I have had this book on my shelf for over a year, and this week was the time to start reading it. I'm pretty sure it came into my awareness because the third book in the trilogy was being released and both the first and second book won the Hugo awards. So, bought, not read, until now.
The book opens with three three stories being told. The Fifth Season is a recurring but not periodic time of "catastrophic climate change." The people prepare for these upheavals, and for the most part survive them. The plot begins with a man triggering the Fifth Season to end the world.
Sometimes one thinks, "People," shakes her head, wonders if such an event might not actually be our unexpected end, if not in the same format.
Unsurprisingly, since the book won a Hugo, I liked it. The world building is great, the story telling engaging. At one point during the book, two of the storylines merged, so, unsurprising if you know me, I "skipped to the end" and determined that all three storylines merge, and was able to return to the place I left off and keep reading. There were a couple moments where I actually yelled, "No!" to a part of the story, so clearly the Reader is Invested™.
Strongly recommend this book. It's a beautiful if heart-breaking-in-moments book. I'll be reading the next one when it drops from my library hold into my checkout queue.
There is an art to smiling in a way that others will believe. It is always important to include the eyes; otherwise, people will know you hate them.
This is what you must remember: the ending of one story is just the beginning of another. This has happened before, after all. People die. Old orders pass. New societies are born. When we say “the world has ended,” it’s usually a lie, because the planet is just fine.
They chose to keep something rather than lose everything.
Tell them they belong among us, no matter how we treat them. Tell them they must earn the respect which everyone else receives by default.
This is pretty much how non-privileged groups of people feel.
"The people we love are the ones who hurt us the most, after all.”
"Survival doesn’t mean rightness. I could kill you right now, but that wouldn’t make me a better person for doing so.”
“Children are the undoing of us,” Alabaster says, his eyes full of the fire.
She can feel nothing but pity for the boy, relief for his release.
"But then, how can they? Who misses what they have never, ever even imagined? That would not be human nature."
She’s never been able to use hot water every day like this, tons of it just falling from holes in the ceiling like the most perfect rain ever. She tries not to be obvious about it, because some of the other grits are Equatorials and would laugh at her, the bumpkin overwhelmed by the novelty of easy, comfortable cleanliness. But, well, she is.
“Come on in, and I’ll show you a marvel or three.” As if she hasn’t already done so. But you move to follow her, because neither myths nor mysteries can hold a candle to the most infinitesimal spark of hope.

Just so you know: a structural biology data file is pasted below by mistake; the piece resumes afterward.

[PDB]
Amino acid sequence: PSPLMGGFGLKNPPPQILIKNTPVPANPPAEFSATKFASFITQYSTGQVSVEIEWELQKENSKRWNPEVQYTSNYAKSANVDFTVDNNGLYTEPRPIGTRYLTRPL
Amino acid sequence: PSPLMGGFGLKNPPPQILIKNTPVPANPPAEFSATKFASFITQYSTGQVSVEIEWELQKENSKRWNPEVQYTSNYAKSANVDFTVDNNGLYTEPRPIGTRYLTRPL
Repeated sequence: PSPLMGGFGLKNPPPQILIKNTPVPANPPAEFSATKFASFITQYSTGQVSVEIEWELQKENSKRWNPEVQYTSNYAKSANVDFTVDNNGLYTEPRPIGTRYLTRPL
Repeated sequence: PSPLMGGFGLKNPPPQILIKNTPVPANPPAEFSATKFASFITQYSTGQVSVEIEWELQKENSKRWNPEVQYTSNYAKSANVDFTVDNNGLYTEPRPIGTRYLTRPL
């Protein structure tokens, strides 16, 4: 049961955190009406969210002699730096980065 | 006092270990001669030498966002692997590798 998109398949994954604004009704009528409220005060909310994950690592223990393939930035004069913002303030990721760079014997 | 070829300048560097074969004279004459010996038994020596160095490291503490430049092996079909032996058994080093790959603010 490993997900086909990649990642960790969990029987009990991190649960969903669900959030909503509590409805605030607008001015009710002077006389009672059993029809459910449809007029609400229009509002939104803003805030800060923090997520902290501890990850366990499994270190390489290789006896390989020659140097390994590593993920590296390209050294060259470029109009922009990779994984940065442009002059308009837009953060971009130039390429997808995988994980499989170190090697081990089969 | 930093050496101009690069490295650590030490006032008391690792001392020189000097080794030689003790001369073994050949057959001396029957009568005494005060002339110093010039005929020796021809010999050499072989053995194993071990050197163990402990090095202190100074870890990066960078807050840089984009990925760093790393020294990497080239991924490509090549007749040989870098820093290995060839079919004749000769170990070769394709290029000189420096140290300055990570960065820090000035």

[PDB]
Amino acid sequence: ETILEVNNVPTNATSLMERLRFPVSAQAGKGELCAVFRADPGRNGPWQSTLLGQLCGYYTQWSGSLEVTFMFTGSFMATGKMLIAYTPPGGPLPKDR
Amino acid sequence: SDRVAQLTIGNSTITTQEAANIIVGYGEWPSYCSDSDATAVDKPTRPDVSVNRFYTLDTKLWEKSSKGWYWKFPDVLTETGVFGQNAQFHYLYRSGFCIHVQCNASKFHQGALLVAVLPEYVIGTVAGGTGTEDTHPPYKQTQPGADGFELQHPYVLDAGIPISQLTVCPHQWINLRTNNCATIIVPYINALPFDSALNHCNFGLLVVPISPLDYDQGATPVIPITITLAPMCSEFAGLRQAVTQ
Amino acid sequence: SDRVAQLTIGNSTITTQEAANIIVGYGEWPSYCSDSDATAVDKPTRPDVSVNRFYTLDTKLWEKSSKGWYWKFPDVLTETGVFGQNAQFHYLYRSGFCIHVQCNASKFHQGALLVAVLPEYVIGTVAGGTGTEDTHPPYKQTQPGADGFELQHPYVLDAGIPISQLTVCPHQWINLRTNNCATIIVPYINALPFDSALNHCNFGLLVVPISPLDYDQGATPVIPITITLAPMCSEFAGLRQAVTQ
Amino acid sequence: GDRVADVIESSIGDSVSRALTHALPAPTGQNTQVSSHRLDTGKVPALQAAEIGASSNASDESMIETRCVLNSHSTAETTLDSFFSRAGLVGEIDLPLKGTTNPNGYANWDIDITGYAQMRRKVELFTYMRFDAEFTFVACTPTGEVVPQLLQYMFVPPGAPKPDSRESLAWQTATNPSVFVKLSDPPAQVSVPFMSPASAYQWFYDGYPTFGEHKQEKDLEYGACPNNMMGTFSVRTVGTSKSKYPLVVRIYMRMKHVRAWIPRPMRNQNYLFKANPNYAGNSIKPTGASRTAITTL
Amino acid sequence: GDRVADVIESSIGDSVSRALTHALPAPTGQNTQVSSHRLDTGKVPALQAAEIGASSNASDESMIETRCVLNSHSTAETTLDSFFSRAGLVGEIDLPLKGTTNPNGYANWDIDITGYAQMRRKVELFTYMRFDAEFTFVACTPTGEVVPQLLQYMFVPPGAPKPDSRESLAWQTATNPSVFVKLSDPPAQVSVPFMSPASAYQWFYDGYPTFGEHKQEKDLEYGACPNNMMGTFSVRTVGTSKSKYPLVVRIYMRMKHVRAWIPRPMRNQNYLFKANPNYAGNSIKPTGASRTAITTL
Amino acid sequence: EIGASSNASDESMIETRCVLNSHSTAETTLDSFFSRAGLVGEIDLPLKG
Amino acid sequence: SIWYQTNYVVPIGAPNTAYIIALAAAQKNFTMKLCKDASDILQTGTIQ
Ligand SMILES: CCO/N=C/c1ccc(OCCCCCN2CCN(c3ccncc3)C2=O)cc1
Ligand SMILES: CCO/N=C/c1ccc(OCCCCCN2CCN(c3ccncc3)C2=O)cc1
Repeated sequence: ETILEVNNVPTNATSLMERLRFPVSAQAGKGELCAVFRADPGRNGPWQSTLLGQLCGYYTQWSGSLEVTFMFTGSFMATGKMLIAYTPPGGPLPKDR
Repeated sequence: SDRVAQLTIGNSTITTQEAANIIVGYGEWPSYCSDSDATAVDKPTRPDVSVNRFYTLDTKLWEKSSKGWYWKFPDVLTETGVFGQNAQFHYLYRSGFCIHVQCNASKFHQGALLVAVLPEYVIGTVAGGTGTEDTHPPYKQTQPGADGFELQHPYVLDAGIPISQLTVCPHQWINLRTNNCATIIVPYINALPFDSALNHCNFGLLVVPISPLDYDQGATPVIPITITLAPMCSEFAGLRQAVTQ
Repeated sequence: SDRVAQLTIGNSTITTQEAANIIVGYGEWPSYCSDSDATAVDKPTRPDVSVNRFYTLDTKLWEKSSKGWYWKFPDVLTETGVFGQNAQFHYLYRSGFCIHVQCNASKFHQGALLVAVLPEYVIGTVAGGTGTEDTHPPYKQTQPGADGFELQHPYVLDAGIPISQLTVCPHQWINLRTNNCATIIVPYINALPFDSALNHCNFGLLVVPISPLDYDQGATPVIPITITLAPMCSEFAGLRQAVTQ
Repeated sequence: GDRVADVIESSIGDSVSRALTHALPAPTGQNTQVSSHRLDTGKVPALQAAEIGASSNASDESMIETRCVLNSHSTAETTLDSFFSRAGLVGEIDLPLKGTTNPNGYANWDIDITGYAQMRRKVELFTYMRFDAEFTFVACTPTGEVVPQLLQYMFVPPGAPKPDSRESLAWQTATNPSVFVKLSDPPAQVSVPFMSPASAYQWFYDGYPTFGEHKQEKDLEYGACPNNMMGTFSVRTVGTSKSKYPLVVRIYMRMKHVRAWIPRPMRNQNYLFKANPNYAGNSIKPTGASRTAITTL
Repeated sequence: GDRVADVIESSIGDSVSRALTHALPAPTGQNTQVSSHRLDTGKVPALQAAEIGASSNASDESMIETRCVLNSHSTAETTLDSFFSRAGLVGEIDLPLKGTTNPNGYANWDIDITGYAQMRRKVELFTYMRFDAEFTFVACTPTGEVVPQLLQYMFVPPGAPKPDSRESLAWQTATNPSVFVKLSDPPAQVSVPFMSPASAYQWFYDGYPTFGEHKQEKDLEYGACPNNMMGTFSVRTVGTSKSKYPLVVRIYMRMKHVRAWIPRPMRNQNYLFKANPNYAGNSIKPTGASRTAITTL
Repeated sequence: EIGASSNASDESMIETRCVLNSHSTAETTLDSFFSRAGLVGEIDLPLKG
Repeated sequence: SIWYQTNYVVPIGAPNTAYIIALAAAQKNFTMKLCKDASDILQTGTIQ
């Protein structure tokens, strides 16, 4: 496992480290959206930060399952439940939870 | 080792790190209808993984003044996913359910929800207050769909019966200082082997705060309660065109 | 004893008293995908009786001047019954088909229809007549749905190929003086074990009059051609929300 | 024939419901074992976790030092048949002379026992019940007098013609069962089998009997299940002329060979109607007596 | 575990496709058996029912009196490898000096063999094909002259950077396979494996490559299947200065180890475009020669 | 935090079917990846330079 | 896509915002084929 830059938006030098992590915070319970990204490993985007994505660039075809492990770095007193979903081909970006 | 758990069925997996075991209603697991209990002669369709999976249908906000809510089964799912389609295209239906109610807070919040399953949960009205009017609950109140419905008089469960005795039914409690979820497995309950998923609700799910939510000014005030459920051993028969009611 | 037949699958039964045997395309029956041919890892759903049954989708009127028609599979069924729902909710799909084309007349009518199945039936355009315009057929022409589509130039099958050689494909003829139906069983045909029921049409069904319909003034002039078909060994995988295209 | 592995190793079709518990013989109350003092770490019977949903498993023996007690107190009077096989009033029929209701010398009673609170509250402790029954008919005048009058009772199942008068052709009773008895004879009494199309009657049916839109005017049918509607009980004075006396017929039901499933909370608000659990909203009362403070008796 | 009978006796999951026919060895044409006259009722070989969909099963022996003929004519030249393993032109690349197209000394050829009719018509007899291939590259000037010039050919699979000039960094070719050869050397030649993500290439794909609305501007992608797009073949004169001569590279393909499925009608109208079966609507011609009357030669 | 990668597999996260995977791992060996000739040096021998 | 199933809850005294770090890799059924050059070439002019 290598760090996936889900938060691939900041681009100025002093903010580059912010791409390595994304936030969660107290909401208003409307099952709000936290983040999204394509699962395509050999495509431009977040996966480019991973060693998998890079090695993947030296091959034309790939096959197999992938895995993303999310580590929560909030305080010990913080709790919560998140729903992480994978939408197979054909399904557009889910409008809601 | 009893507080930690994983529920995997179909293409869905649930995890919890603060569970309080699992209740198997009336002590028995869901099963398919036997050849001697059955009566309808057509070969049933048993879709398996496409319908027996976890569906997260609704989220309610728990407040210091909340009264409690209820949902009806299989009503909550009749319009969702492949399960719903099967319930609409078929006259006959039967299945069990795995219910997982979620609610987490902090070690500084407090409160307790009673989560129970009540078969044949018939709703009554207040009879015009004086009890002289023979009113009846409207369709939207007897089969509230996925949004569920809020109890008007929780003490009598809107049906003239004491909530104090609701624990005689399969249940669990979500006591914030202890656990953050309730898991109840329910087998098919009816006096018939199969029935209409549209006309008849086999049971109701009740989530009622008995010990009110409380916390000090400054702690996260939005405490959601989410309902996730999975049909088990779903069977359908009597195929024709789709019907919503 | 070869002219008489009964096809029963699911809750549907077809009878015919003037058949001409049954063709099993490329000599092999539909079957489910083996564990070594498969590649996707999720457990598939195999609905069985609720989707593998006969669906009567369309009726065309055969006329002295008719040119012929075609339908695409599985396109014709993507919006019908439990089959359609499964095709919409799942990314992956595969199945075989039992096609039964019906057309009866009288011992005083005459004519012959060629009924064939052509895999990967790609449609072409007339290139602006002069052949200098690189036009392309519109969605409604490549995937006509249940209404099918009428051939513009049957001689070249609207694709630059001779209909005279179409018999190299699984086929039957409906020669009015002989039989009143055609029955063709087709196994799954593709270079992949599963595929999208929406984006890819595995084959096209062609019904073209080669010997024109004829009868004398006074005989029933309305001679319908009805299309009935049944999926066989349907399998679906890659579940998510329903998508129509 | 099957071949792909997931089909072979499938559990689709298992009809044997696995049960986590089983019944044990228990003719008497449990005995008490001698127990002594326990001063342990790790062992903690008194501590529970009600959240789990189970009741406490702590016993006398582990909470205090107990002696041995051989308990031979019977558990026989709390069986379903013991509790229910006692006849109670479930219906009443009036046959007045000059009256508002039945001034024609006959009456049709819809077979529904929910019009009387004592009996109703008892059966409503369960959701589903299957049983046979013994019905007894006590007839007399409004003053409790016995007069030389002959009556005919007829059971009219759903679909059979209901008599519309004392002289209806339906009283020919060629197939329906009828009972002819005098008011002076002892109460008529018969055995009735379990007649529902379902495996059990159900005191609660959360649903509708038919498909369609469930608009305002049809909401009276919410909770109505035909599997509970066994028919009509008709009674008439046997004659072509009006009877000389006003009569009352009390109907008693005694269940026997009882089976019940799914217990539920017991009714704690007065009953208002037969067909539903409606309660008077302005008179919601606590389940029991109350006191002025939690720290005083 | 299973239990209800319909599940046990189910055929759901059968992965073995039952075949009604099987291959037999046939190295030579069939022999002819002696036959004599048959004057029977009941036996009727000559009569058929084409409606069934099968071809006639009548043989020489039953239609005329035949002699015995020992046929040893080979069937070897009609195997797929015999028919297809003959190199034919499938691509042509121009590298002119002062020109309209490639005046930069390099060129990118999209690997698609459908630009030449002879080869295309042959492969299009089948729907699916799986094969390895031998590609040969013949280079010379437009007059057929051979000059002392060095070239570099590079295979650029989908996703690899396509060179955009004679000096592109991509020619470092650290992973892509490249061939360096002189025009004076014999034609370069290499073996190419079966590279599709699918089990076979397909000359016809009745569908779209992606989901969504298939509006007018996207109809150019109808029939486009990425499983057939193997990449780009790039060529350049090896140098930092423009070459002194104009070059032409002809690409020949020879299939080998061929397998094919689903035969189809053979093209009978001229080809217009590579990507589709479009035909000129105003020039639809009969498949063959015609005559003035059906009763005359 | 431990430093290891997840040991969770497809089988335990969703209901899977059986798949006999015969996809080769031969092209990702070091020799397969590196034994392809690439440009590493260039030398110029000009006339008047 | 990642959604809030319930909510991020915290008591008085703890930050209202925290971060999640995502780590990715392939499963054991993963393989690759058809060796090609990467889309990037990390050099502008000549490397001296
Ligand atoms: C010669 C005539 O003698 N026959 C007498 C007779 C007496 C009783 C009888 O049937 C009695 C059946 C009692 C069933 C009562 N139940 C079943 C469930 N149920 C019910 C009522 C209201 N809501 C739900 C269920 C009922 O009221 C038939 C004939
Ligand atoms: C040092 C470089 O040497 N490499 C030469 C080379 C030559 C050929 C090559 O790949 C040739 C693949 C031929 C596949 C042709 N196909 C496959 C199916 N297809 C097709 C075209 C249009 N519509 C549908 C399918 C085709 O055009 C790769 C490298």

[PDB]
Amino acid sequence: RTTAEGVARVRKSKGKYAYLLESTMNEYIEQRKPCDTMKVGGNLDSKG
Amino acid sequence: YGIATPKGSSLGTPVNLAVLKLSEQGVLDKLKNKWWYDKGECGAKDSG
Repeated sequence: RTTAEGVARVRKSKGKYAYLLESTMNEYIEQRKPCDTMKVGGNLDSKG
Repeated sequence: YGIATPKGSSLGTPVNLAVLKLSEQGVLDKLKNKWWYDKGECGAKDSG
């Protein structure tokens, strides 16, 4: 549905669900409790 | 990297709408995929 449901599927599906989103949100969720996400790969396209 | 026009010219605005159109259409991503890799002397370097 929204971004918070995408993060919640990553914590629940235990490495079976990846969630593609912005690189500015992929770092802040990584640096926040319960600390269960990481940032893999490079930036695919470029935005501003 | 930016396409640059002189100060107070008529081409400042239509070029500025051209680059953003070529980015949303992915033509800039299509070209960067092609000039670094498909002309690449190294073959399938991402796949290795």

She’s whispering, because that’s what one does in the dark.
Syen doesn’t really need Alabaster to explain that Innon is telling everyone a story—because Innon does this with his whole body. He leans forward and speaks more softly, and everyone is riveted to whatever tense moment he is describing.
Flirting unnerves her. Much better to be straightforward like this.
Oh, heavens yes.
Innon laughs — softly, for him — and shifts to lean sideways against the wall, perpendicular to Syenite so that she will not feel boxed in, even though he’s close enough that she can feel his body heat. Something big men do, if they want to be considerate rather than intimidating. She appreciates his thoughtfulness.
Here is what you need to understand. In any war, there are factions: those wanting peace, those wanting more war for a myriad of reasons, and those whose desires transcend either. And this is a war with many sides, not just two.
“You’re always restless. What are you looking for?”
She shakes her head. “I don’t know.”
You want to ask more about that, then decide against it. If he wanted you to understand, he would’ve explained.
As you sigh, you hear him say, softly, “I won’t hurt you.”
You blink at this, then lower your hands slowly. It hadn’t even occurred to you that he might. Even now, knowing what he is, having seen the things he can do… you’re finding it hard to think of him as a frightening, mysterious, unknowable thing.
“It’s a gift if it makes us better. It’s a curse if we let it destroy us."
It’s reassuring, though, somehow. The kind of lie she needs to hear.
Syenite brings a truly awful novel someone found on the looted freighter, the sort of thing whose first page made her wince and burst into giggles. Then, of course, she kept reading. She loves books that are just for fun.
“I’ve never wanted much from life. Just to be able to live it, really. I’m not like you, Syen. I don’t need to prove myself. I don’t want to change the world, or help people, or be anything great. I just want… this.”